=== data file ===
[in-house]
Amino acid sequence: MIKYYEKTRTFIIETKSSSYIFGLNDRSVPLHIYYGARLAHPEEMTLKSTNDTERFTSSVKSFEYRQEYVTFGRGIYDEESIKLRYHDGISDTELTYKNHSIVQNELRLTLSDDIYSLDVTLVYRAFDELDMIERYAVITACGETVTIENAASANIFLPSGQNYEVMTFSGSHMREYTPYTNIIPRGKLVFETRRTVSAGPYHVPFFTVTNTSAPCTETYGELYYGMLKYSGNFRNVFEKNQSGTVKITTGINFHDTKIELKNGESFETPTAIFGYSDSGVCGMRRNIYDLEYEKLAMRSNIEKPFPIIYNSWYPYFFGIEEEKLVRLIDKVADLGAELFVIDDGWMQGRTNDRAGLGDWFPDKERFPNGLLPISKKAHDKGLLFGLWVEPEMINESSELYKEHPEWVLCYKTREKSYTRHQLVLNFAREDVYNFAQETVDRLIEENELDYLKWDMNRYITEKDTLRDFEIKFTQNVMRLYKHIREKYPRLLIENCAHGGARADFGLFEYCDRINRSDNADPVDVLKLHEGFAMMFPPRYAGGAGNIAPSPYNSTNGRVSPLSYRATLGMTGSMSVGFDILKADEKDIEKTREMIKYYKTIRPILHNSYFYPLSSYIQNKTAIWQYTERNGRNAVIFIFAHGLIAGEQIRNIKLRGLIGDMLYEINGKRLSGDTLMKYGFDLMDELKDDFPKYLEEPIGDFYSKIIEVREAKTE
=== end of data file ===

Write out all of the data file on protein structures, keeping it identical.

[in-house]
Amino acid sequence: MIKYYEKTRTFIIETKSSSYIFGLNDRSVPLHIYYGARLAHPEEMTLKSTNDTERFTSSVKSFEYRQEYVTFGRGIYDEESIKLRYHDGISDTELTYKNHSIVQNELRLTLSDDIYSLDVTLVYRAFDELDMIERYAVITACGETVTIENAASANIFLPSGQNYEVMTFSGSHMREYTPYTNIIPRGKLVFETRRTVSAGPYHVPFFTVTNTSAPCTETYGELYYGMLKYSGNFRNVFEKNQSGTVKITTGINFHDTKIELKNGESFETPTAIFGYSDSGVCGMRRNIYDLEYEKLAMRSNIEKPFPIIYNSWYPYFFGIEEEKLVRLIDKVADLGAELFVIDDGWMQGRTNDRAGLGDWFPDKERFPNGLLPISKKAHDKGLLFGLWVEPEMINESSELYKEHPEWVLCYKTREKSYTRHQLVLNFAREDVYNFAQETVDRLIEENELDYLKWDMNRYITEKDTLRDFEIKFTQNVMRLYKHIREKYPRLLIENCAHGGARADFGLFEYCDRINRSDNADPVDVLKLHEGFAMMFPPRYAGGAGNIAPSPYNSTNGRVSPLSYRATLGMTGSMSVGFDILKADEKDIEKTREMIKYYKTIRPILHNSYFYPLSSYIQNKTAIWQYTERNGRNAVIFIFAHGLIAGEQIRNIKLRGLIGDMLYEINGKRLSGDTLMKYGFDLMDELKDDFPKYLEEPIGDFYSKIIEVREAKTE